Heat and the Constant State of Flux

Still awaiting completion of the studio and so still stuck in a tiny back bedroom, hemmed in by equipment and drenched in the warm womb-like glow of a bunch of LED lights from IKEA. I’m easily pleased. Here’s a little jam I did whilst trying out my new toy – the Doepfer Dark Time. It’s a rather beautiful and quirky little analogue sequencer, reminiscent of the old Moog modular sequencers from the 70s, but in miniature and with MIDI and USB. It’s just begging to do Berlin school (Tangerine Dream et al) noodlings, crazy ever-changing polyryhythms made of little repeating phrases. So seeing as it was begging for it…

The recent heatwave* here in England made it slightly less bearable than usual though, for both man and machine. I spent several hours setting up a rather promising restrained, contemplative piece, but by the time I got to hit record the room was so hot I was screwing up, (knocking pots by accident etc.), and the tuning was drifting. In trying to fix it I made it progressively worse, till I gave up, stopped the recording, and then spent another hour trying to get back to where I started. It failed – I ended up with something entirely different, though it perhaps is a more accurate representation of my state of frustration, impatience and overheatedness.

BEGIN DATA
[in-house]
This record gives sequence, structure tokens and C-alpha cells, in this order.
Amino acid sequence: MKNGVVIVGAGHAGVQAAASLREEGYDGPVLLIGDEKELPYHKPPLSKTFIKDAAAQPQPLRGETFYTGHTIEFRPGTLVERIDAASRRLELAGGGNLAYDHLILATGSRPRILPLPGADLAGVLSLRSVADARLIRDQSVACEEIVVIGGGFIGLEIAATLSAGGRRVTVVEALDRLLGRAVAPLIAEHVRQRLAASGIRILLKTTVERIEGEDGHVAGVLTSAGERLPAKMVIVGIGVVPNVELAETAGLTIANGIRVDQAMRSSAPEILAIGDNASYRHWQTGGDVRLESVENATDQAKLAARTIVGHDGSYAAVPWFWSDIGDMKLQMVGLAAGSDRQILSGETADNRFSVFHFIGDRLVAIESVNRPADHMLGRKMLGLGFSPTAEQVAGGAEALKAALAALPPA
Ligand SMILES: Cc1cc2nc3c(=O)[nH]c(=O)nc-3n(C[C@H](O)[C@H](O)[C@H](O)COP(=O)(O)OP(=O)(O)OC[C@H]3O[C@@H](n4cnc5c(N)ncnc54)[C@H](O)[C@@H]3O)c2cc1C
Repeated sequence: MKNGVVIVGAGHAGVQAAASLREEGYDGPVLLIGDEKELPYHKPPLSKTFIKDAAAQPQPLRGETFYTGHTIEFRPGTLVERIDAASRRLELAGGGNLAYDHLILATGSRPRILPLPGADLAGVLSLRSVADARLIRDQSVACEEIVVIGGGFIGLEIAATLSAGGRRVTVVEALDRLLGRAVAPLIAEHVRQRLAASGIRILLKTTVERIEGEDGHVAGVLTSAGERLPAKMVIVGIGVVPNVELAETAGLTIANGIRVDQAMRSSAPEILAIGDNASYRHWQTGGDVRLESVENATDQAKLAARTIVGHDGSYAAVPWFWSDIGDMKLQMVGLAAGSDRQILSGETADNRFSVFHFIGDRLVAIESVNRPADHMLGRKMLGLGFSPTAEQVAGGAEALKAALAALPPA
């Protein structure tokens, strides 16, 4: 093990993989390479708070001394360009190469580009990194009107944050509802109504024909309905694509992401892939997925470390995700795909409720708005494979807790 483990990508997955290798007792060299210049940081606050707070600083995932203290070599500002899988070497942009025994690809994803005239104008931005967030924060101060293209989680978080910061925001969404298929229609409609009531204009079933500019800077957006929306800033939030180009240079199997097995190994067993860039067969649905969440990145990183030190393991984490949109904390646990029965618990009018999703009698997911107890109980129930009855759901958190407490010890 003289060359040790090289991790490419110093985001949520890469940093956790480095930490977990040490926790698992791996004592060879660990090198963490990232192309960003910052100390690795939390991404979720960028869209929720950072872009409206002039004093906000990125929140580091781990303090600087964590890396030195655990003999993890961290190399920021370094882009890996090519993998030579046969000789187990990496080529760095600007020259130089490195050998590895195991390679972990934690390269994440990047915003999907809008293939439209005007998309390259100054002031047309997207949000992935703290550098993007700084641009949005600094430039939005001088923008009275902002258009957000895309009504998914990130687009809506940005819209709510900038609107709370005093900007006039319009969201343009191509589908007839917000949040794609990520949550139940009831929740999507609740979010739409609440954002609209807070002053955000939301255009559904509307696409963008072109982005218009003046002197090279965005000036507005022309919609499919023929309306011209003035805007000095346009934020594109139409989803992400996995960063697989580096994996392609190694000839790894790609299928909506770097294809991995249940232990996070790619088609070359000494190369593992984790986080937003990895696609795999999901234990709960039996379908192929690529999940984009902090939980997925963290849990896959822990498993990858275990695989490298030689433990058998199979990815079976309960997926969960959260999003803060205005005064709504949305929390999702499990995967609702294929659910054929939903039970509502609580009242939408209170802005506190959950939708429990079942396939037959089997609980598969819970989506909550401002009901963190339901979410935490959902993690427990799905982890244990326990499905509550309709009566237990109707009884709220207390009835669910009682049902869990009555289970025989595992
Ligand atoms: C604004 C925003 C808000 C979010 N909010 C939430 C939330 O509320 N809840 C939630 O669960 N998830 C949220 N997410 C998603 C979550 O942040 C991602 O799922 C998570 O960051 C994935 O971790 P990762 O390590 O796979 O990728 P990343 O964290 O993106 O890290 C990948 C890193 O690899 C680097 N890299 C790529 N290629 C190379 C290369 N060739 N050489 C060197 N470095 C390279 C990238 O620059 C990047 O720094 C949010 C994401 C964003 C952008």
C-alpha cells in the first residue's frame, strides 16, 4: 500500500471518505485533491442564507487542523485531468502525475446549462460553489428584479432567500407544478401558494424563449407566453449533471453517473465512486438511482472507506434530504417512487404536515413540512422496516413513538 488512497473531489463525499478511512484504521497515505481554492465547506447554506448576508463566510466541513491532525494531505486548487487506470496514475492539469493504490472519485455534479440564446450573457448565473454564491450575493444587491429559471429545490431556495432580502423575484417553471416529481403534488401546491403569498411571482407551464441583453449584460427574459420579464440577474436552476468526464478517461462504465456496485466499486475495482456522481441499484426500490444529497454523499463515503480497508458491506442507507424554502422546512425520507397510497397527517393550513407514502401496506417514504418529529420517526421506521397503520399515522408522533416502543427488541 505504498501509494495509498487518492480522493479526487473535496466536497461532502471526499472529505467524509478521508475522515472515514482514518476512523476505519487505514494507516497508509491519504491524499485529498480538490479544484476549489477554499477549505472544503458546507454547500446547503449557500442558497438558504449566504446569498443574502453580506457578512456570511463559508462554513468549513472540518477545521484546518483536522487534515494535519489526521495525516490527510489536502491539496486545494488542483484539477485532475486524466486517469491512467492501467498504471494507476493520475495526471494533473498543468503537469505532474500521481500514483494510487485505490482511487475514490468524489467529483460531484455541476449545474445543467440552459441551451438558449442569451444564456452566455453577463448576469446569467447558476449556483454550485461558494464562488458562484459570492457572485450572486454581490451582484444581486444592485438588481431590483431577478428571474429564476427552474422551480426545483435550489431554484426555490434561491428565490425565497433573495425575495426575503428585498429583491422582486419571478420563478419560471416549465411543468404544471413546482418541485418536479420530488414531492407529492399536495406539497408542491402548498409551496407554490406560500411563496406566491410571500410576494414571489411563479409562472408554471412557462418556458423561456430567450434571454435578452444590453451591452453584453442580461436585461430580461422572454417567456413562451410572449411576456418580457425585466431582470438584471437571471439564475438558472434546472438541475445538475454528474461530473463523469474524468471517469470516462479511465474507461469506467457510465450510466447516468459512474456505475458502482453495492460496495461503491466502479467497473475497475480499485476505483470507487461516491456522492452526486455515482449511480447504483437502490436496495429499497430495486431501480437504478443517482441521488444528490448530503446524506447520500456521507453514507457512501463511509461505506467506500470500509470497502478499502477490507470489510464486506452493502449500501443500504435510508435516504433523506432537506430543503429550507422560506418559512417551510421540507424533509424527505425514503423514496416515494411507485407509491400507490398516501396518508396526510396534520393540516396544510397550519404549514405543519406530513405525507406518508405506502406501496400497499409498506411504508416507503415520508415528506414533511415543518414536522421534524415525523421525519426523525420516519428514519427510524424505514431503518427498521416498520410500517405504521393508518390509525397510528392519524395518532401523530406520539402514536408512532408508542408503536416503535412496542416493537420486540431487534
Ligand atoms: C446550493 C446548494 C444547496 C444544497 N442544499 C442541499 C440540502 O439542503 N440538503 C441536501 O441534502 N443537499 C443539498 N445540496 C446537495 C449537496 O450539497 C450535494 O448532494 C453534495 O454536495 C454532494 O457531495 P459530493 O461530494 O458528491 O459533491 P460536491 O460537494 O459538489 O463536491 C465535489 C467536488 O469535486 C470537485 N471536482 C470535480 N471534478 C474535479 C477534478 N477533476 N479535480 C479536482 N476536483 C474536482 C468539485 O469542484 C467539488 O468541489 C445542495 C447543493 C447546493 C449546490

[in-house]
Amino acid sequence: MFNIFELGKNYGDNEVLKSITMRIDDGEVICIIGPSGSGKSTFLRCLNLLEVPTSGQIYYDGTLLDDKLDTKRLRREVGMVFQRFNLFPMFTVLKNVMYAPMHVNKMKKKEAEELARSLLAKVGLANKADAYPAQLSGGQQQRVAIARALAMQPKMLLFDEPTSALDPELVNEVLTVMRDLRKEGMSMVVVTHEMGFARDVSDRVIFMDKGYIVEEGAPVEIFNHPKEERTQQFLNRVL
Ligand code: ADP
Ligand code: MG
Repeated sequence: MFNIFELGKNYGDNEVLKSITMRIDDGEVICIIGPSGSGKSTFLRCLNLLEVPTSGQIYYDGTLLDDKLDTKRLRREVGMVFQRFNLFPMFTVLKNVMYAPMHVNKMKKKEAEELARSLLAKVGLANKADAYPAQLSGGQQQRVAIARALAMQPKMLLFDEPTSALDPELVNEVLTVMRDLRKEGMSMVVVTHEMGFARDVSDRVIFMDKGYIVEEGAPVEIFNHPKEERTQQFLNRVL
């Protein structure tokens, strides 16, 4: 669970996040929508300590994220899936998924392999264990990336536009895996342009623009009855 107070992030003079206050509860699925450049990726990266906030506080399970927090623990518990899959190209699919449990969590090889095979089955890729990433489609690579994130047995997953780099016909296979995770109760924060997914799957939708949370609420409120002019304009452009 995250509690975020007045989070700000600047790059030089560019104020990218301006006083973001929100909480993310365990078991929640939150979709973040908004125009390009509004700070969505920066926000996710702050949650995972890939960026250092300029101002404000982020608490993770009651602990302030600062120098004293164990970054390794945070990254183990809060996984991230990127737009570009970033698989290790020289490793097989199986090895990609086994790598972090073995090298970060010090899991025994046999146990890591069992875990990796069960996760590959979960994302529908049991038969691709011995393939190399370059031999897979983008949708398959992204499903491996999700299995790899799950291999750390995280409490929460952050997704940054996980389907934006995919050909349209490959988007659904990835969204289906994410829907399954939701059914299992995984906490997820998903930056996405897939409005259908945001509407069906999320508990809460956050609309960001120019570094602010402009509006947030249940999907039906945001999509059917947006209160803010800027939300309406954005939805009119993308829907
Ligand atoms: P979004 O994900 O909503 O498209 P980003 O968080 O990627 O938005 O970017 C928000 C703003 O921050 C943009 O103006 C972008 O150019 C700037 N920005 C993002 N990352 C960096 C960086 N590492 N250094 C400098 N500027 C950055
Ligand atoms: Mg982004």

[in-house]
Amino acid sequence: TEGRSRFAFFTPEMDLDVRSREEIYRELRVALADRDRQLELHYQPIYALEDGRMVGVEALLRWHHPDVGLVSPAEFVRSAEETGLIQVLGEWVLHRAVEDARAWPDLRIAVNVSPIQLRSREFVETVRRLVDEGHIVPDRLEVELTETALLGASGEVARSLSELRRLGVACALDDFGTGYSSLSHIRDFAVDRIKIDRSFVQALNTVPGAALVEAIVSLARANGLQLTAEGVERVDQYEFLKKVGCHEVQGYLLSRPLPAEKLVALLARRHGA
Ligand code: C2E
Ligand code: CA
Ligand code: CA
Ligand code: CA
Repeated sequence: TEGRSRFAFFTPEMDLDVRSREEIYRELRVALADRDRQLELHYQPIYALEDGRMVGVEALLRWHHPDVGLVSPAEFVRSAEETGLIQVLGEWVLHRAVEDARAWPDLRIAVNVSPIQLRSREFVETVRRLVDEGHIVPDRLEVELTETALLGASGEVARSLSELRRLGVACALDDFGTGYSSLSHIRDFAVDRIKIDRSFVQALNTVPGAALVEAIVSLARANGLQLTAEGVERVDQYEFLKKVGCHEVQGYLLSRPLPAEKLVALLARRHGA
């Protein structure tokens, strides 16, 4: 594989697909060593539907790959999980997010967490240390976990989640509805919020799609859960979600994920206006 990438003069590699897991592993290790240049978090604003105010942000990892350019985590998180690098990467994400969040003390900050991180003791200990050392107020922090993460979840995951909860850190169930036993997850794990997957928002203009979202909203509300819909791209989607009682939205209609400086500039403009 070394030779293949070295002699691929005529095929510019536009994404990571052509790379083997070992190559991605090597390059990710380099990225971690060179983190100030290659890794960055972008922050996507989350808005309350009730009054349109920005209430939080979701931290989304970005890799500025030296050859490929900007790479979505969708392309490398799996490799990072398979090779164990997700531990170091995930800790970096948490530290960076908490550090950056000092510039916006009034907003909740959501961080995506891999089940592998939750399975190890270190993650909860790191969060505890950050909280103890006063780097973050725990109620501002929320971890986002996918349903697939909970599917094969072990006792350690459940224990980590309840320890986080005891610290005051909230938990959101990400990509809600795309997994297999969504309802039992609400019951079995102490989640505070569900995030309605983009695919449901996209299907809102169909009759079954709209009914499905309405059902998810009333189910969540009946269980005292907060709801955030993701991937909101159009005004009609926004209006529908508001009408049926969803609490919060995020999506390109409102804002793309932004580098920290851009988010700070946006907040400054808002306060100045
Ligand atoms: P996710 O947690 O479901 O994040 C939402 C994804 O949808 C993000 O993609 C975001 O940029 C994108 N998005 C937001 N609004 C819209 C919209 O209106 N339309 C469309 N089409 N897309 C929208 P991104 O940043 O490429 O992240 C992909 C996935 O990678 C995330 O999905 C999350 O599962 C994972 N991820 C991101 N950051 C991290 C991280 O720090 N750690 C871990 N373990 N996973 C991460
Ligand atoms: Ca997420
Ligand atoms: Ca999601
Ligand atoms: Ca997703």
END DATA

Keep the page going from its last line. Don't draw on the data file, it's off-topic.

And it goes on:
I’m discovering that this is a major feature of working with analogue synth technology. Everything is in a constant state of flux. When you use softsynths all the time you get used to everything being saved and tweakable right up to the mix stage. There are numerous obvious advantages to this approach, but the downside can be a certain lack of focus. I find that with softsynths I tend to spend hours going through all the presets. Like, all of them, because if you don’t go through every single one you might miss that killer patch. It’s a really soul-withering way to spend your time.

With hardware synths, on the other hand, I just dive in and start twiddling knobs till it sounds pleasing. I think in a year of owning the Voyager I’ve saved a grand total of two patches. It’s quicker to make a sound from scratch than it is to go scrolling through menus looking for it, and even if you do recall a sound it never seems to be quite as good as you remember it anyway. Plus there’s that added element with analogue circuitry being susceptible to changes in heat etc., the fundamentally chaotic nature of it all, so that even if you don’t touch a single key, knob, switch or patch cable the sound just changes of its own accord.

The transient nature is what makes it so inspiring. The process is a constant exploration, an adventure where you don’t know what’s around the next corner. The tricky part is capturing the good bits while not filling up your hard disk with hours of rubbish that you’re going to have to sift through later. I’m learning to make sure my levels are set and I’m ready to record at the press of a single key.

And I’ve bought a bigger hard disk.

– Matt

* note: “heatwave” here means a couple of days where it doesn’t rain and a strange unfamiliar glowing yellow orb is briefly visible in the sky.

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One response

  1. Brian Stephenson

    Spooky hillage!

    July 2, 2011 at 5:08 pm

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